Despite having three years left to run on his contract, Mokbel claims Liverpool will offer the 19-year-old a lucrative new deal to tie him down for longer.
It is completely understandable that Liverpool will be getting anxious about being able to hold onto their best youth talent in years after a sensational year.
Until December last season, Sterling was really struggling. He looked unintelligent and sloppy in his play.
Amid speculation that he was to be loaned out in January, Brendan Rodgers kept his faith in the teenager, and a remarkable transformation occurred.
Absorbing footballing education from talents of Luis Suarez, Sterling found himself as a player. Maturing quickly, he became arguably Liverpool’s most important player of the second-half of 2013-14.
Stunning runs down in the right wing left Premier League defenders for dead, whilst his versatility to play in a central role was key to some of Liverpool’s late-season victories.
He became a grounded and confident character, showing no frustration at being made to fight for his place during rotation with Philippe Coutinho.
Since Liverpool’s 3-1 defeat at Hull City at the back end of November, Sterling scored nine goals in 25 Premier League appearances and made a vital contribution to the team with 43 chances created, according to Squawka.
One of England’s only positives from their dreary World Cup campaign in the summer only went to enhance his reputation, it is therefore no wonder that he is catching the eye of Europe’s elite clubs.
Rewarding Sterling with more money and a longer contract seems the sensible option from Liverpool—after all, there’s no doubt we’ve only seen a glimpse of his potential so far.
But how much are footballers’ contracts actually worth? In an age where player power seems to be growing, will tying Sterling down to a longer deal actually end of benefiting Liverpool?
In August 2012, Suarez has four years left on the five-and-a-half-year deal he signed when arriving at Liverpool in January 2011, yet he signed a new “long-term-deal,” with the club trebling his wages, as per BBC Sport.
Yet less than a year later, Suarez was attempting to force a Liverpool exit, claiming he had the right to leave Merseyside, as per Sid Lowe of The Guardian.
It was an ugly transfer saga that Liverpool temporarily won until he was eventually sold to Barcelona this summer. But what value was there in his contract?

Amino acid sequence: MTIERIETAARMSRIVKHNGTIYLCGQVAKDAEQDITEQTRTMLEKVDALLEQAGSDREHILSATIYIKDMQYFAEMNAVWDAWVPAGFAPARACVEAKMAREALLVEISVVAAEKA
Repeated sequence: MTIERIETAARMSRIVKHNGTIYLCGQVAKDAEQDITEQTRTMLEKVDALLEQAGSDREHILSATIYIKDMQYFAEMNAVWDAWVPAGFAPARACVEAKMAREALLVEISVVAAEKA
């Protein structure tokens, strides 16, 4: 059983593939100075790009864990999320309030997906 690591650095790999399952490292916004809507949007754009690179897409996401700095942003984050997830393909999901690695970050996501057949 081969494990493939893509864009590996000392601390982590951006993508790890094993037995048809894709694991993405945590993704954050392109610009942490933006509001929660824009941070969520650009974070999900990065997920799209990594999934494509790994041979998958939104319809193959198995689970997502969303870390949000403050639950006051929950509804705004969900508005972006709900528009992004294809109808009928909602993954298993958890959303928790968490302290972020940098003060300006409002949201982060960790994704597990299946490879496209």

Similar occasions of players pressuring their clubs to break their contract early, or be forced into a pay rise, leave a black mark on football.
Manchester United’s Wayne Rooney famously submitted a transfer request in October 2010. Disrupting the club’s season, tensions mounted between the England international and manager Alex Ferguson.
The Daily Mail reported at the time that Rooney had had a “dramatic change of heart” when he signed his new five-year contract. An increase in weekly wages from £90,000 to £150,000 may have had something to do with it.
Rooney did it again in 2013, throwing a tantrum and was dropped for a Champions League quarter-final against Real Madrid at Old Trafford. Months of tension followed between himself, the club, Ferguson and new manager David Moyes.
In February 2014, the 28-year-old’s wages were upped to £300,000 per week on a five-and-a-half-year contract, as per BBC Sport. How long until the player beats the club again?
Speaking at the 2014 MIT Sloan Sports Analytics Conference, Liverpool owner John Henry told an American crowd of his experience of the disregard for contracts in football.
He explained how he used it to his, and Liverpool’s advantage, during the Suarez transfer saga, as per The Guardian:
Luis Suarez is the top scorer in the English Premier League, which is arguably the top soccer league in the world.
He had a buyout clause of £40m. Arsenal, one of our prime rivals, offered £40m plus £1. What we've found … is that contracts don't seem to mean a lot in England – actually, in world football.
It doesn't matter how long a player's contract is, he can decide he's leaving. We sold a player, Fernando Torres, for £50m, that we did not want to sell, we were forced to.
Since apparently these contracts don't seem to hold, we took the position that we're just not selling.
While Liverpool offering Sterling a new long-term deal may be good PR and increase his transfer fee if sold, what is the real value of the contract in black and white?